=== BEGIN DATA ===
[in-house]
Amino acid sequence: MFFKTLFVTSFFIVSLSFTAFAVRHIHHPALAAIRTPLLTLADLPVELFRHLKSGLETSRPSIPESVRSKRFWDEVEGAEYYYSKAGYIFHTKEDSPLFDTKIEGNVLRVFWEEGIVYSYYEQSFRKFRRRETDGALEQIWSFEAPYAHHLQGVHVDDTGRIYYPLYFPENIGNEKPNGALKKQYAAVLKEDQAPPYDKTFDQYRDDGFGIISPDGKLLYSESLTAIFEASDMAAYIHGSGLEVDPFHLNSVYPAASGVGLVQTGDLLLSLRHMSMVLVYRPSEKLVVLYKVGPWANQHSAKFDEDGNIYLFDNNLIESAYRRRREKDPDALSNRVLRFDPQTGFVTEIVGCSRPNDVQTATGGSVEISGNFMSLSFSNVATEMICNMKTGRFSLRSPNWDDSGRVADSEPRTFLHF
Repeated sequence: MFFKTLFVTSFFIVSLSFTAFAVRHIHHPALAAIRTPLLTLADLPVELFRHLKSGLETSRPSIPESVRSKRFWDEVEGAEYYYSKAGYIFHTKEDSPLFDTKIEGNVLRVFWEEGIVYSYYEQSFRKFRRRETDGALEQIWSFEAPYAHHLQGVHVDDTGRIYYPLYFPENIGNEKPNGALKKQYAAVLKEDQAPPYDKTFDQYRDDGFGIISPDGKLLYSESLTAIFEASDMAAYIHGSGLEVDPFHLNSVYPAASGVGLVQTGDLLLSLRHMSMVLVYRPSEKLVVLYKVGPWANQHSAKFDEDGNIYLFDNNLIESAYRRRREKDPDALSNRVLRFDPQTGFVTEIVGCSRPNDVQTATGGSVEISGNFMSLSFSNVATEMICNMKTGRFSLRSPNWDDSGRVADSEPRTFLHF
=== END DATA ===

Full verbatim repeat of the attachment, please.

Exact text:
[in-house]
Amino acid sequence: MFFKTLFVTSFFIVSLSFTAFAVRHIHHPALAAIRTPLLTLADLPVELFRHLKSGLETSRPSIPESVRSKRFWDEVEGAEYYYSKAGYIFHTKEDSPLFDTKIEGNVLRVFWEEGIVYSYYEQSFRKFRRRETDGALEQIWSFEAPYAHHLQGVHVDDTGRIYYPLYFPENIGNEKPNGALKKQYAAVLKEDQAPPYDKTFDQYRDDGFGIISPDGKLLYSESLTAIFEASDMAAYIHGSGLEVDPFHLNSVYPAASGVGLVQTGDLLLSLRHMSMVLVYRPSEKLVVLYKVGPWANQHSAKFDEDGNIYLFDNNLIESAYRRRREKDPDALSNRVLRFDPQTGFVTEIVGCSRPNDVQTATGGSVEISGNFMSLSFSNVATEMICNMKTGRFSLRSPNWDDSGRVADSEPRTFLHF
Repeated sequence: MFFKTLFVTSFFIVSLSFTAFAVRHIHHPALAAIRTPLLTLADLPVELFRHLKSGLETSRPSIPESVRSKRFWDEVEGAEYYYSKAGYIFHTKEDSPLFDTKIEGNVLRVFWEEGIVYSYYEQSFRKFRRRETDGALEQIWSFEAPYAHHLQGVHVDDTGRIYYPLYFPENIGNEKPNGALKKQYAAVLKEDQAPPYDKTFDQYRDDGFGIISPDGKLLYSESLTAIFEASDMAAYIHGSGLEVDPFHLNSVYPAASGVGLVQTGDLLLSLRHMSMVLVYRPSEKLVVLYKVGPWANQHSAKFDEDGNIYLFDNNLIESAYRRRREKDPDALSNRVLRFDPQTGFVTEIVGCSRPNDVQTATGGSVEISGNFMSLSFSNVATEMICNMKTGRFSLRSPNWDDSGRVADSEPRTFLHF